verano que has creado las pasiones
nacer para morirme de dolor

volverá un nuevo invierno
y caerán mil pétalos de rosas
la nieve cubrirá todas las cosas
quizás algo de paz retornará

Odio el verano
odio el verano
odio el verano
odio el verano
















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“And now (as they say in Monty Python’s Flying Circus) for something completely different.”

Carnatic music is the classical music of South India. It has several things in common with North Indian or Hindustani music in that both musical systems are strictly modal and share the 22 note microtonal scale. Both Carnatic and Hindustani music have some Ragas or modes in common, as well as some ‘talas’ or rhythm cycles, but they are now widely divergent in style, their differences having begun to emerge about 800 years ago when North India became susceptible to Persian influences by way of the Moghuls.

Carnatic music rests firmly on a devotional foundation. The compositions are predominantly vocal rather than instrumental and are vehicles of devotional fervour, expressing love, respect, familiarity, passion, friendship, playfulness and admiration for the divine in the context of the familiar relationship cultivated by devotional Hindus, between human beings and the divine. The attitude towards the divine can be plaintive, joyous, teasing, praising, indulgent, philosophical or complaining – and much more.

The vast majority of Carnatic compositions are ‘krithis,’ or devotional songs  are based on established structures, but some forms such as ‘thillanas’ are purely rhythmic, with no lyrical content. They are usually played at the conclusion of evening recitals in order to leave the listener in a state of  joyous upliftment and exhilaration.

I have chosen several popular ragas/modes, in the assumption that they will sound less strange and foreign (than some others) to the western ear, but I have also included a couple of slightly atonal ragas, because of their cleansing astringent quality, and their tendency to induce a more active attitude of listing. The raga in the mode of Revati is one of my favourites, because Revati is the name of the lunar asterism in my horoscope, and it refers to the constellation of the Pleiades.

Typically ragas are thought to correspond to and  induce moods and conditions  – even to influence the weather – and are specific to certain seasons and times of day and night. All these factors of course lead to innumerable permutations and combinations dear to the taxonomically inclined mind typical of South Indian thinking and philosophy.

I have included here krithis – with one exception – which are addressed to the divine in the form of the Goddess, invoking and evoking several of her aspects and manifestations. The exception is “Theertha Vilayatu Pillai”, meaning something like “incorrigibly playful boy”, which is addressed to Krishna. I include this as an example of how krithis sometimes express complex religious and philosophical beliefs and attitudes in deceptively simple ways. The composer frames the song in the context of a girl complaining to her friend about Krishna’s  playful and annoying antics. This places all three –  god in human form, devotee and her friend –  in relation to each other as playmates.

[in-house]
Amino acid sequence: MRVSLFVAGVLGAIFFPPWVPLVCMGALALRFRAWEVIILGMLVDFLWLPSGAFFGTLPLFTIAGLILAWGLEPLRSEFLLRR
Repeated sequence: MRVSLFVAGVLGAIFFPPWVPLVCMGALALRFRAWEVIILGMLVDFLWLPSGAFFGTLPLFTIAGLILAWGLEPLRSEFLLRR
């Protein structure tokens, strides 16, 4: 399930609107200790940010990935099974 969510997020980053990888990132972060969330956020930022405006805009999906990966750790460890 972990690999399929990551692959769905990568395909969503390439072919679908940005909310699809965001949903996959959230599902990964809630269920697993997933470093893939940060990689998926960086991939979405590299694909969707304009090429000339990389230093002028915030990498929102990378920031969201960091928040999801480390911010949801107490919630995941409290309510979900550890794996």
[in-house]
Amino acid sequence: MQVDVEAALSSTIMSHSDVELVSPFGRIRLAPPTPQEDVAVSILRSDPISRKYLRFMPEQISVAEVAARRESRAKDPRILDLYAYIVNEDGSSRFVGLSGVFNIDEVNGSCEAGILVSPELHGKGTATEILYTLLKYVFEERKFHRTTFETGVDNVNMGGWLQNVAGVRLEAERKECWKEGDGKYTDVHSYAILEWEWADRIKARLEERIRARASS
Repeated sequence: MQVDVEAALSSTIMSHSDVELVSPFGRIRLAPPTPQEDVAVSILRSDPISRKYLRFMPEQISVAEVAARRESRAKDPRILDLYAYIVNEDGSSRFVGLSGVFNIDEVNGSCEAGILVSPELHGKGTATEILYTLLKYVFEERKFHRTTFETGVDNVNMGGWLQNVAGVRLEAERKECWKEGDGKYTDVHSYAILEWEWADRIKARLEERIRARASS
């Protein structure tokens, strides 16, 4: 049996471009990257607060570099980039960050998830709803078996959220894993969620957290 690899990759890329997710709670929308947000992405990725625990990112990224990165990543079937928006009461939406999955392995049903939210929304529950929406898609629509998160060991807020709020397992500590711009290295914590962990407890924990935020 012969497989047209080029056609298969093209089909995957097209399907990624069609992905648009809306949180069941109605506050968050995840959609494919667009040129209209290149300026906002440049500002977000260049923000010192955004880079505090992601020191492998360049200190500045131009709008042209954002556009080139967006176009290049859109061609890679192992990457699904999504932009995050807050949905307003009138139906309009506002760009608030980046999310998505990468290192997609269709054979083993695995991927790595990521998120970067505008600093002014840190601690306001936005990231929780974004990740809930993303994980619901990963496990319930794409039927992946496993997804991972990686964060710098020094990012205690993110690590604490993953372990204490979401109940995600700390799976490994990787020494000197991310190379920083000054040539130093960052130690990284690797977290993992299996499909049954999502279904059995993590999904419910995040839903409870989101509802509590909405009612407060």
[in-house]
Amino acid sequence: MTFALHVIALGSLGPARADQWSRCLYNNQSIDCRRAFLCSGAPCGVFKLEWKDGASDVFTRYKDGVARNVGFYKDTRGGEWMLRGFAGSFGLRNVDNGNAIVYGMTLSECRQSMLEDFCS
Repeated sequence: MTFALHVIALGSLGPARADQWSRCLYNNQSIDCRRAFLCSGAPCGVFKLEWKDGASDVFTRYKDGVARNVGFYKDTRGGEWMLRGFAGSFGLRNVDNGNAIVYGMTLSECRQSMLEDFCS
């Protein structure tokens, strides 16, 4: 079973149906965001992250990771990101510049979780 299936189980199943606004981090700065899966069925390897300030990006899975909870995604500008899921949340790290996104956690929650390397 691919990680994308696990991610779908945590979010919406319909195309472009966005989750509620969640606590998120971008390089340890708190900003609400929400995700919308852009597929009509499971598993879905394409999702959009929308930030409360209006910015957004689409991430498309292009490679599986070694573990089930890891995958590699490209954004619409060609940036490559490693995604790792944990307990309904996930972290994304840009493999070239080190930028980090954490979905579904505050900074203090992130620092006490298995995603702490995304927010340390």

The first ‘verse’ of this particular krithi (the anupallavi)  expresses a particularly profound concept, wrapped up in a sweet and playful incident – when Krisna offers a fruit to a girl, snatches it back when it is half eaten, and bites it himself, and then returns it.

Traditionally food which is offered to god (before it is ever tasted) is called ‘prasad’, and is believed to be imbued and infused with divine qualities, so that partaking of such food is a powerful blessing. When Krishna takes a bite, the fruit becomes ‘prasad’, which is a sort of transubstantiation.  When he takes back the fruit after the girl has begun to eat it and takes another bite, he ignores and violates  the strong food taboos against eating food tasted by others. Only intimate familiars such as mothers and children or lovers or spouses share food in this way. By this simple act Krishna shows himself to be the intimate darling of his devotees, and he erases and ignores all that separates himself as a divinity and his beloved human friend. He shows himself to be humble and loving, while at the same time conferring his  divine blessing in a covert unpretentious way.

I might be excused if I  indulge in an interesting digression, in order to  include a little information about the composer of this Krithi, the renowned Tamil poet Subramaniya Bharathi who is one of my favourites. His poems are extremely fresh and naturalistic, free of artifice and unnecessary cleverness, yet – or perhaps therefore –  deep, evocative and powerful. Bharathi came from a Bhramin family, but he firmly rejected caste distinctions. He agitated against the British and had to spend some time in remand due to his nationalistic sentiments. In the significantly, I think, posed photograph shown here, he stands beside his seated wife (very uncharacteristic for an Indian man of his era) and his youngest daughter (a proud and dignified looking little girl!)  is seated while the older sons and daughter stand behind, with both boys standing the furthest back.